In the 1960s, New York City pioneered a zoning agreement that let developers build bigger buildings in exchange for creating public spaces, with amenities, outside those structures. (Think that plaza where workers on a “lunch break” hurriedly eat a sandwich or check their phones, or a little circle of pavers with oversize planters.) NYC Comptroller Scott Stringer recently cast a critical eye on the result of those deals — 333 “privately owned public spaces,” or POPS — and has found that the city isn’t monitoring them well. He charges that many developers are benefiting (to the tune of 23 million square feet of bonus floor area), but not providing sufficient public access.
According to the comptroller office’s audit of all the spaces, released Tuesday, 182 POPS were violating the rules in some way, and many of them haven’t been inspected in years. Offenses include public access restricted by some type of fence or barricade; signs stating “For Private Use Only”; a lack of required amenities such as artwork, bike parking, drinking fountains, elevators, lighting, seating and trees; and restaurants taking up part of the public space with their tables and chairs.
“New Yorkers are literally getting cheated out of tens of millions of dollars in public space — and the city is willfully choosing to do nothing about it. Public resources are effectively being given away at the expense of all of us,” Stringer said in a statement.
According to the comptroller’s report, the city only inspects POPS when individual complaints are received, which allows some violations to persist for years. (The departments of buildings and city planning are the overseers.) Stringer’s office found that 275 of the 333 POPS had not been inspected by the DOB for at least four years. Of the 58 that had been inspected in the past four years, 41 were not in compliance with requirements, yet only 18 violations were issued in 10 of the locations. Follow-ups on complaints were found to be lacking too.
According to the NYC comptroller's office, “auditors who attempted to inspect [privately owned public space at 101 Barclay Street] were stopped, an attempt was made to prevent photographs, the auditors were escorted to the security office and questioned, and were informed that they were prohibited from further entry into the building’s lobby, notwithstanding the fact that it is a POPS location and so a public space.” (Credit: Office of NYC Comptroller Scott M. Stringer)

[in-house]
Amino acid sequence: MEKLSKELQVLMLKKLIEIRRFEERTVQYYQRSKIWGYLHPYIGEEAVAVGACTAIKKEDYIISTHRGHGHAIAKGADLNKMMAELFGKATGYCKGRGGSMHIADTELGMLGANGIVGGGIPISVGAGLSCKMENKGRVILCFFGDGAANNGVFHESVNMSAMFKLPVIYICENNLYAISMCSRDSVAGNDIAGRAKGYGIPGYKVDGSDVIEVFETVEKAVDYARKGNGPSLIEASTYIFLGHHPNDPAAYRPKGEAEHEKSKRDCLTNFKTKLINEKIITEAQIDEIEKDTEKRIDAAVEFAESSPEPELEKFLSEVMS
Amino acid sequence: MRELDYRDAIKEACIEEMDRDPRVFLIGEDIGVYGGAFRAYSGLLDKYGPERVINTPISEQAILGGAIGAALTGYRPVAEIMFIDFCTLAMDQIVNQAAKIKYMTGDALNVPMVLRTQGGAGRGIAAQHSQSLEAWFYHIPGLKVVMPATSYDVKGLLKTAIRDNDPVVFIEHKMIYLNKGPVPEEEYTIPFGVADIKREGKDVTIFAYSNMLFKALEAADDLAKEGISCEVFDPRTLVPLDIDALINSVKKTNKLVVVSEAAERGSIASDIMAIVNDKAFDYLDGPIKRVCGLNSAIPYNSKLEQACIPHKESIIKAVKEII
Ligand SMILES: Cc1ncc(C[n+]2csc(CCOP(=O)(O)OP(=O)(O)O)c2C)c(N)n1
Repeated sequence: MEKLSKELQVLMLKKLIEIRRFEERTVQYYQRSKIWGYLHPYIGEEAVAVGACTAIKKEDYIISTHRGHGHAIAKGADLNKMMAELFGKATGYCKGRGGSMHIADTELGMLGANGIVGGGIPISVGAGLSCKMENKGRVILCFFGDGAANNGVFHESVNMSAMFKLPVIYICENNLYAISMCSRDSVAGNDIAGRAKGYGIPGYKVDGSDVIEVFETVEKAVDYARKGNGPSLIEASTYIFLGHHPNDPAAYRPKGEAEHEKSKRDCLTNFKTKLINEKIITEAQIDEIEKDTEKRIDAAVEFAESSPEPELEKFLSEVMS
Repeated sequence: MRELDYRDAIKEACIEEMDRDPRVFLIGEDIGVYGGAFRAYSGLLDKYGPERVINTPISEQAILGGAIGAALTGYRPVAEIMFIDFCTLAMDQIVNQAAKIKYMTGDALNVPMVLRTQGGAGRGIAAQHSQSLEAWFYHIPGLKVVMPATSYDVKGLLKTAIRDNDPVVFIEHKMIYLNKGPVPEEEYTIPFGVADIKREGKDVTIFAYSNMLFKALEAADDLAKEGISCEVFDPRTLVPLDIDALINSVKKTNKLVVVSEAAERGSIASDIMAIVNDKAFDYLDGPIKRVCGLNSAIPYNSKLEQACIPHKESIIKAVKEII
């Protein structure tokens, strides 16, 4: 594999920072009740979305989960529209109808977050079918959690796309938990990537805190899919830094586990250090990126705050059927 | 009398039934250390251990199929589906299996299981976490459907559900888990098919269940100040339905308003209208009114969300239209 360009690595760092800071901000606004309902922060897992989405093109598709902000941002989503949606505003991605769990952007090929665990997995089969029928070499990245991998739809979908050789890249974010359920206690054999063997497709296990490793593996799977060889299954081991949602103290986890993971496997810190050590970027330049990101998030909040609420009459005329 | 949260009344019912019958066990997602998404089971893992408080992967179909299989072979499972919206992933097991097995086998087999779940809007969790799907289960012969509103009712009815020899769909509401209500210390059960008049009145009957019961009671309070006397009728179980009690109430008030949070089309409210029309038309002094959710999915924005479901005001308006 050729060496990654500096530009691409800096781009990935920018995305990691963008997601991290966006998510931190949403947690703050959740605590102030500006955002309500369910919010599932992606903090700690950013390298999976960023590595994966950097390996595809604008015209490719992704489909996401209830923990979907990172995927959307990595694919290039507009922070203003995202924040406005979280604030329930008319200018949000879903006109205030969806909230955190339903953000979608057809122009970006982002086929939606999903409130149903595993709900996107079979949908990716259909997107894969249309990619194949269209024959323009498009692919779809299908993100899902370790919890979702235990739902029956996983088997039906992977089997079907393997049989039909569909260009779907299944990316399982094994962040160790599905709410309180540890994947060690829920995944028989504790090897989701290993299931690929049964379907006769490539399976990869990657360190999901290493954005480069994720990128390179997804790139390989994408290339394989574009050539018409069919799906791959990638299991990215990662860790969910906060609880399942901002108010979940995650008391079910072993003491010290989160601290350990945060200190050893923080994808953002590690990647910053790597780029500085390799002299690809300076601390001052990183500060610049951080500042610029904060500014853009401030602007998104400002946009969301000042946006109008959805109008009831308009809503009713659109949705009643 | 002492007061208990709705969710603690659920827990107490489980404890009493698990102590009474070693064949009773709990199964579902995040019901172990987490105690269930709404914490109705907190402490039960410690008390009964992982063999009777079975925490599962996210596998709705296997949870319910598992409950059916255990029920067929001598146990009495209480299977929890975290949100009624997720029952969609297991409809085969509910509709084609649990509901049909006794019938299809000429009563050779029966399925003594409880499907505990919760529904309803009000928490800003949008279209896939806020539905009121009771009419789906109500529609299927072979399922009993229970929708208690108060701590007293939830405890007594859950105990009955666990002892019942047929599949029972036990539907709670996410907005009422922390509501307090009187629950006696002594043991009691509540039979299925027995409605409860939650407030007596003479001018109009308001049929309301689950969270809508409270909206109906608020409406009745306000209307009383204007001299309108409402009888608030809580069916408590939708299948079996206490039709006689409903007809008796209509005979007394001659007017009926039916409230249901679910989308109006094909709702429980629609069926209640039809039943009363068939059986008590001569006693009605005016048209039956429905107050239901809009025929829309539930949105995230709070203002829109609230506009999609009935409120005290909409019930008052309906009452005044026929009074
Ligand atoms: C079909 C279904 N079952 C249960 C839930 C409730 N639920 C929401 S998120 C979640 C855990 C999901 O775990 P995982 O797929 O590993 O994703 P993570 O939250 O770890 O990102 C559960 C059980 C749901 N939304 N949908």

The city planning department told the Times that it would continue to work to “ensure that these spaces provide their required and valuable amenities.”
Stringer called for a top-to-bottom review of all the locations and asked the DOB to “vigorously enforce the law.” If the city will only do inspections when it receives constituent complaints,” Stringer said, “then both as a New Yorker and as comptroller, I want this audit to be considered a formal complaint about every location we found to be in violation of its agreement.”
According to Gothamist, the last comprehensive survey of the city’s POPS was completed in the late 1990s by the planning department and Harvard urban design professor Jerold Kayden. That survey found similar levels of noncompliance, but since then, the only public record of POPS violations has been on a website run by Kayden.
The state of the POPS program has received other headlines because of the $14,000 in fines filed against the Trump Organization for violations at Trump Tower. Now President Donald Trump’s company removed a bench meant for the public near the lobby entrance and replaced it with kiosks hawking Make America Great Again swag. One of the building’s terraces, which are supposed to be open to the public along with the lobby, has also been closed due to construction.
Kelsey E. Thomas is a writer and editor based in Philadelphia but forever dreaming of her PNW roots. She writes about urban policy, sustainability and the outdoors (but also about nearly everything else) and helps brands employ strategic storytelling to grow their reputation and reach. She is a former associate editor at Next City.